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CiteSeerX - Document Details (Isaac Councill Lee Giles Pradeep Teregowda): The appearance of the new Asian influenza virus in early 1957 and its subsequent rapid spread throughout the world stimulated renewed interest in the epidemiology of influenza For the Local newspapers 1957–1958 The first article in The Arizona Republic of an influenza outbreak in Arizona appeared on August 24 1957 when about 75–100 prisoners at Arizona State Prison in Pinal County had flu-like symptoms (see Fig 1) [] On September 19

1957 flu pandemic

2020/8/151957 flu pandemic also called Asian flu pandemic of 1957 or Asian flu of 1957 outbreak of influenza that was first identified in February 1957 in East Asia and that subsequently spread to countries worldwide The 1957 flu pandemic was the second major influenza pandemic to occur in the 20th century it followed the influenza pandemic of 1918–19 and preceded the 1968 flu pandemic

In the UK's first wave of Asian Flu during summer 1957 however the core group of sufferers were aged 5–39 years with 49% of that group aged between 5–14 years It killed quickly too: around 20% of its younger victims died before even getting to hospital and nearly 70% were dead within 48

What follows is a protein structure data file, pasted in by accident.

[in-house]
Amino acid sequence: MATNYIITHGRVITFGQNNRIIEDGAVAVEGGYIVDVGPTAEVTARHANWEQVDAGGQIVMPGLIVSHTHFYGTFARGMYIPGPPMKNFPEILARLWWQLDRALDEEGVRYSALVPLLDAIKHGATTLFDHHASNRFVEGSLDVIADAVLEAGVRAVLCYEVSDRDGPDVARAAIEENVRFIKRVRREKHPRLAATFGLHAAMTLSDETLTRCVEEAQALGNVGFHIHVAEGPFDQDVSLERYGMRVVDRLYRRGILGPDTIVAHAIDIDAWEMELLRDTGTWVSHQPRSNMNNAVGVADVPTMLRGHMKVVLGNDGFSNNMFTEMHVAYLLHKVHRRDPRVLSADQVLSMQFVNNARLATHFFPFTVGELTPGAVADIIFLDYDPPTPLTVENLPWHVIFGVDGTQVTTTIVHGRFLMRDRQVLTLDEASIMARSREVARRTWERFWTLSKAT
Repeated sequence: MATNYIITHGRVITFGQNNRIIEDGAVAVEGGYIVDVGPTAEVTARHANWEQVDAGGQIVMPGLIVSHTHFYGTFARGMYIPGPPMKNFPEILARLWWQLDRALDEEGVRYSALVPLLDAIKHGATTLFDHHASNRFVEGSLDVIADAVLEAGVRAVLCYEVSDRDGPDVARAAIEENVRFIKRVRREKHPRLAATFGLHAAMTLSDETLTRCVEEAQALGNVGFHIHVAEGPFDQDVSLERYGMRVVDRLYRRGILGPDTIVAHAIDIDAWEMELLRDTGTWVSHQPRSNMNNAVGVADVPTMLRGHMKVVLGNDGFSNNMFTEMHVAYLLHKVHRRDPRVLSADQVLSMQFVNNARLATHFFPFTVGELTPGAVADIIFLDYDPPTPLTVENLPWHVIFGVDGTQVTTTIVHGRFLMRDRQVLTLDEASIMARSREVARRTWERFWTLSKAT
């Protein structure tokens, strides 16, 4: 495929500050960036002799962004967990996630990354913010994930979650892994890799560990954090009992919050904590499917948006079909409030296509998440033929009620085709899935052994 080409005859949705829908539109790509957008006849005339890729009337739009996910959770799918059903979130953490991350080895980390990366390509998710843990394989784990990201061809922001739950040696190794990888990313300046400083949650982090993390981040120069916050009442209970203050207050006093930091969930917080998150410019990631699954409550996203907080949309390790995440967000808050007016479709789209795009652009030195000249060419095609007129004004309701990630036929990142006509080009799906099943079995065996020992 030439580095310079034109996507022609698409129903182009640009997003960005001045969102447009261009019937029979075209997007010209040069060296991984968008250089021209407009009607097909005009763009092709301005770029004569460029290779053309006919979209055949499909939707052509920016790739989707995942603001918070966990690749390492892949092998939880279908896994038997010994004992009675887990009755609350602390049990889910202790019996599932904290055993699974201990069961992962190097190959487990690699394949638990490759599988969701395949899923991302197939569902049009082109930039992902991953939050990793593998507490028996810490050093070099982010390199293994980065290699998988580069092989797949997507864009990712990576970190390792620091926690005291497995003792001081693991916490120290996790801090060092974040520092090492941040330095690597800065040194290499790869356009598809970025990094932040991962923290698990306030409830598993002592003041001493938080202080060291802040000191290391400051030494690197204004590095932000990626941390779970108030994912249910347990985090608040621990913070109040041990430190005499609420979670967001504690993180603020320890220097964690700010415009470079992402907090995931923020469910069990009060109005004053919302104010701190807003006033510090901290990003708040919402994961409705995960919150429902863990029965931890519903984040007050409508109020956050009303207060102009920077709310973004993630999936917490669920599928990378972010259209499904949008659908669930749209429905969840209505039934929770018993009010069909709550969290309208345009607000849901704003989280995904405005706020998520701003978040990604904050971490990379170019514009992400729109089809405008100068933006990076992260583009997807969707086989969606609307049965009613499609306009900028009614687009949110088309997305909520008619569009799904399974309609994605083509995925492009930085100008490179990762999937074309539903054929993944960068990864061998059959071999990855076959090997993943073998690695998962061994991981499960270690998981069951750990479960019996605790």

Local newspaper articles published during 1957-1958 were also examined Results: Excess-mortality rates varied between waves age groups and causes of death but overall remained low From October 1959-June 1960 the most severe wave of the pandemic the absolute excess-mortality rate based on respiratory deaths per 10 000 population was 16 59 in the elderly (≥65 years)

The 1957 influenza pandemic (the Asian flu) was one of the famous influenza pandemics in history The Asian Flu was a category 2 flu pandemic outbreak of avian influenza that originated in China in early 1956 lasting until 1958 It originated from mutation in wild

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The 1957 pandemic of influenza in India

Abstract Asian influenza appears to have reached India via Madras in May 1957 The main pandemic wave swept through the subcontinent within the next 12 weeks cases occurring thereafter represent the permanent infiltration of the new virus into the population